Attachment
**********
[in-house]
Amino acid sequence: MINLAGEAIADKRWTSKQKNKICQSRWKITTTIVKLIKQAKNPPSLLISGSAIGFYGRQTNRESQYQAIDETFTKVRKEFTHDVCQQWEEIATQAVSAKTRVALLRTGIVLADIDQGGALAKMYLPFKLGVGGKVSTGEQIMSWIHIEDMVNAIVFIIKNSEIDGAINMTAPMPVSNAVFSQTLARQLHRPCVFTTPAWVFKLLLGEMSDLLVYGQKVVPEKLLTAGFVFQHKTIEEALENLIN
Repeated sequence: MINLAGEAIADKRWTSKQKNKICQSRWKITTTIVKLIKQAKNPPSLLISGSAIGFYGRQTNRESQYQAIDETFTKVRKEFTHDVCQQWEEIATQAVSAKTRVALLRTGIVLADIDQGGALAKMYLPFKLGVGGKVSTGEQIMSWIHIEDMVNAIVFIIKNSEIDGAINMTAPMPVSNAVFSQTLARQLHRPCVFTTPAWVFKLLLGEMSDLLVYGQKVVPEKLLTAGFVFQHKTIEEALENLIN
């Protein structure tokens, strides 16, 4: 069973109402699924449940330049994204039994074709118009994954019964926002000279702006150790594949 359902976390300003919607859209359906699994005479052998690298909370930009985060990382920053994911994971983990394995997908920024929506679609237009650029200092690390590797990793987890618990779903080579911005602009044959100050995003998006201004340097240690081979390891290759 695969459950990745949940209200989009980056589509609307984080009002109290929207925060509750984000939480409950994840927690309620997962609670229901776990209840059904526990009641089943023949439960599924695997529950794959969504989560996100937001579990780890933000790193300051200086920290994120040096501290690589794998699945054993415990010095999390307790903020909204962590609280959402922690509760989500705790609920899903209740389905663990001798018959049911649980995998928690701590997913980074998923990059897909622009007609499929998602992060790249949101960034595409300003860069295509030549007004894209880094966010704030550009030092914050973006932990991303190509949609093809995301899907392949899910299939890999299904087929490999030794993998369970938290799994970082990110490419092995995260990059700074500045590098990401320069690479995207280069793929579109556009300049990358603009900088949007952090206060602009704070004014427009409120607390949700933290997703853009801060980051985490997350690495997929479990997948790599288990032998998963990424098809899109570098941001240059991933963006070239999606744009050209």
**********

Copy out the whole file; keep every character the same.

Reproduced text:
[in-house]
Amino acid sequence: MINLAGEAIADKRWTSKQKNKICQSRWKITTTIVKLIKQAKNPPSLLISGSAIGFYGRQTNRESQYQAIDETFTKVRKEFTHDVCQQWEEIATQAVSAKTRVALLRTGIVLADIDQGGALAKMYLPFKLGVGGKVSTGEQIMSWIHIEDMVNAIVFIIKNSEIDGAINMTAPMPVSNAVFSQTLARQLHRPCVFTTPAWVFKLLLGEMSDLLVYGQKVVPEKLLTAGFVFQHKTIEEALENLIN
Repeated sequence: MINLAGEAIADKRWTSKQKNKICQSRWKITTTIVKLIKQAKNPPSLLISGSAIGFYGRQTNRESQYQAIDETFTKVRKEFTHDVCQQWEEIATQAVSAKTRVALLRTGIVLADIDQGGALAKMYLPFKLGVGGKVSTGEQIMSWIHIEDMVNAIVFIIKNSEIDGAINMTAPMPVSNAVFSQTLARQLHRPCVFTTPAWVFKLLLGEMSDLLVYGQKVVPEKLLTAGFVFQHKTIEEALENLIN
């Protein structure tokens, strides 16, 4: 069973109402699924449940330049994204039994074709118009994954019964926002000279702006150790594949 359902976390300003919607859209359906699994005479052998690298909370930009985060990382920053994911994971983990394995997908920024929506679609237009650029200092690390590797990793987890618990779903080579911005602009044959100050995003998006201004340097240690081979390891290759 695969459950990745949940209200989009980056589509609307984080009002109290929207925060509750984000939480409950994840927690309620997962609670229901776990209840059904526990009641089943023949439960599924695997529950794959969504989560996100937001579990780890933000790193300051200086920290994120040096501290690589794998699945054993415990010095999390307790903020909204962590609280959402922690509760989500705790609920899903209740389905663990001798018959049911649980995998928690701590997913980074998923990059897909622009007609499929998602992060790249949101960034595409300003860069295509030549007004894209880094966010704030550009030092914050973006932990991303190509949609093809995301899907392949899910299939890999299904087929490999030794993998369970938290799994970082990110490419092995995260990059700074500045590098990401320069690479995207280069793929579109556009300049990358603009900088949007952090206060602009704070004014427009409120607390949700933290997703853009801060980051985490997350690495997929479990997948790599288990032998998963990424098809899109570098941001240059991933963006070239999606744009050209």